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South Sudan Says Oil Companies Failed to Return $3.3Bn in Cost Recovery

By Awan Achiek

Oil companies operating in South Sudan have failed to remit to the government $3.3 billion in cost recovery, Information Minister Michael Makuei Lueth said.

The money was accrued between 2011 when the country got independence and 2018.

“After the cost recovery audit, it was found that oil companies have taken from the government of South Sudan a sum of 3, 334, 262,710 dollars,” Lueth told reporters in Juba on Friday.

“This amount according to the audit is supposed to be paid to the government of South Sudan by the oil companies,” he said. 

“The cabinet approved and authorized that this money is paid to the government chest.”

Cost recovery is money a company returns to the government after it does not fully utilize its annual budget.

Cabinet Minister Martin Elia Lomuro said the audit report established that “the oil producing companies should have given back $400 million between 2011 and 2012 because they did not use that money.”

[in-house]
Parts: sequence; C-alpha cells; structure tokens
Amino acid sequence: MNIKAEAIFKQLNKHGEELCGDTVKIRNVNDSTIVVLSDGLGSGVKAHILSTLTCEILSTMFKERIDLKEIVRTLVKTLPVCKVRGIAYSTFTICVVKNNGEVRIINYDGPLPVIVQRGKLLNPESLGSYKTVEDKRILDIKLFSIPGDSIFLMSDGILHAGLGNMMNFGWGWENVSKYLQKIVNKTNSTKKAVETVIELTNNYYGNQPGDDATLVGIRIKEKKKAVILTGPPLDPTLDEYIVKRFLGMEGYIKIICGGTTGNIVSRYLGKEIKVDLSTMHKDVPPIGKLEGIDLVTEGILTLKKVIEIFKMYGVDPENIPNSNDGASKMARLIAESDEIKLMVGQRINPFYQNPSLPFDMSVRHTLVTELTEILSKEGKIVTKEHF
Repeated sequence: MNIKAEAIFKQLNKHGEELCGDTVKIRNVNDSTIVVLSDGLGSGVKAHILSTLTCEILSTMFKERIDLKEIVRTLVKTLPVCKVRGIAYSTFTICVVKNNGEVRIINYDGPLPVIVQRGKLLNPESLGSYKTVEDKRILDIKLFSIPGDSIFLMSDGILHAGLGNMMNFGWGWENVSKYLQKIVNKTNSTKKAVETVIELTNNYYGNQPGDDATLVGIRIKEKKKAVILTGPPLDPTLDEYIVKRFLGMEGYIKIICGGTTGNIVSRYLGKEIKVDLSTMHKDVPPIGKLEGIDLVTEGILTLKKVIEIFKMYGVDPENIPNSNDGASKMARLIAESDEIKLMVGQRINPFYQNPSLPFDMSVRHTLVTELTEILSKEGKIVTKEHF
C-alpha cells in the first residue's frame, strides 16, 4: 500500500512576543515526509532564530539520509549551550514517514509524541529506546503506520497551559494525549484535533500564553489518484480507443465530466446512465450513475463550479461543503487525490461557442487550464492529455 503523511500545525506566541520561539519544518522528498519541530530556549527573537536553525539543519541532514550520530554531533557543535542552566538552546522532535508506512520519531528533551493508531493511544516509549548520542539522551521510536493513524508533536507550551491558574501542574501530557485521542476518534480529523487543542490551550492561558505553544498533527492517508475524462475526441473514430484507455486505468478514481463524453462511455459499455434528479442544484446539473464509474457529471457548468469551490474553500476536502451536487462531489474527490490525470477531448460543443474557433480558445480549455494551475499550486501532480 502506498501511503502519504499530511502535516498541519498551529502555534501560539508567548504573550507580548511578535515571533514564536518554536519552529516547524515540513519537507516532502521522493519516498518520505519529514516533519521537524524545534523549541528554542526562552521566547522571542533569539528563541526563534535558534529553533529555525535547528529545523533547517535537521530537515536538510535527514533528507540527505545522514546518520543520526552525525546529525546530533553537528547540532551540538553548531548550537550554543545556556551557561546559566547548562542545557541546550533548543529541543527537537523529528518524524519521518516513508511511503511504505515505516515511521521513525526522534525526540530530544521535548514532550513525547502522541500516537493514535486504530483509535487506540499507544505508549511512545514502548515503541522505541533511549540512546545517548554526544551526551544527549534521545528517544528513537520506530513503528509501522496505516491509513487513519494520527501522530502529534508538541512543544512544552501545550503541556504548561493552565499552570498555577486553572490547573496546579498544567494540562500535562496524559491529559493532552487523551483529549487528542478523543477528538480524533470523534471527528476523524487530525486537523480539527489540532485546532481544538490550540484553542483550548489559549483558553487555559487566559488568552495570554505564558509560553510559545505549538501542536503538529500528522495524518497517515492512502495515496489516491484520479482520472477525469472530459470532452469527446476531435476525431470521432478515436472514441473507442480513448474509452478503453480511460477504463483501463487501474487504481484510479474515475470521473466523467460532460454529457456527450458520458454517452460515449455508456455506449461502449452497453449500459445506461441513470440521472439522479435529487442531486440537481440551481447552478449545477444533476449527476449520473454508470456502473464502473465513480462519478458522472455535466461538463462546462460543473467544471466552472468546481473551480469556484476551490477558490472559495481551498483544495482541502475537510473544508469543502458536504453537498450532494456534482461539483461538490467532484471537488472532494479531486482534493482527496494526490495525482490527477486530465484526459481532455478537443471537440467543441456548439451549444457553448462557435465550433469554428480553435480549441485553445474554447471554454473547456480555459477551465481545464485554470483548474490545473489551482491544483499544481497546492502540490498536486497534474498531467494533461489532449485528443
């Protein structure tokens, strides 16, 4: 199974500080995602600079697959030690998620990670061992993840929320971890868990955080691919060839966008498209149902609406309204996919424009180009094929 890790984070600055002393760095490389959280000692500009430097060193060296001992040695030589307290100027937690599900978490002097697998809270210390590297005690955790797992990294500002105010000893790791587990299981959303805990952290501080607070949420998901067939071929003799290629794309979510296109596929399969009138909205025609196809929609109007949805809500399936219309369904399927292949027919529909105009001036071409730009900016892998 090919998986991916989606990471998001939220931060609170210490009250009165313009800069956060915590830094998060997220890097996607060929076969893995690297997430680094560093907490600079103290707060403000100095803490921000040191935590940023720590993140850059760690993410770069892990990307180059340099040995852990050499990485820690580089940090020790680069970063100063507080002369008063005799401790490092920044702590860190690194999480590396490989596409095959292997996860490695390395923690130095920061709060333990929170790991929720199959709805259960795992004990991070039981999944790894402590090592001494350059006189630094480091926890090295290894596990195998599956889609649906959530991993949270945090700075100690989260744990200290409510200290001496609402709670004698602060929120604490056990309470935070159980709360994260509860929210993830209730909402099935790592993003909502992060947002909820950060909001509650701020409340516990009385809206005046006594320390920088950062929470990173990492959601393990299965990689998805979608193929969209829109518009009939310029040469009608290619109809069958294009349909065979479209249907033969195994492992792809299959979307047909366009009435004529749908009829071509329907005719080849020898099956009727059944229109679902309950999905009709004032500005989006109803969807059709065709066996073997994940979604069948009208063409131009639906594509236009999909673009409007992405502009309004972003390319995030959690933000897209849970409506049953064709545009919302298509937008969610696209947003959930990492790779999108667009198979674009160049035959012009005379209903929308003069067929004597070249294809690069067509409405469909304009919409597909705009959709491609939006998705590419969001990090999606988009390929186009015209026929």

“The audit also found out that between 2013 and 2018, 2.9 billion was unused and the total amount of money that is due from cost recovery alone is $3.3 billion,” Lomuro added.

Meanwhile, Lueth said an environmental audit will be conducted to ascertain the level of damage caused by oil pollution in the oil producing regions of Unity, Upper Nile and Ruweng Administrative Area.

South Sudan depends majorly on oil revenue to finance it’s annual fiscal expenditure but this has been affected by reduction in production due to years of conflict, in addition to drop in global oil prices.

Current production stands between 165,000 BPD-170,000 BPD. The ministry of petroleum plans to increase production to about 300,000 BPD within the next three years.

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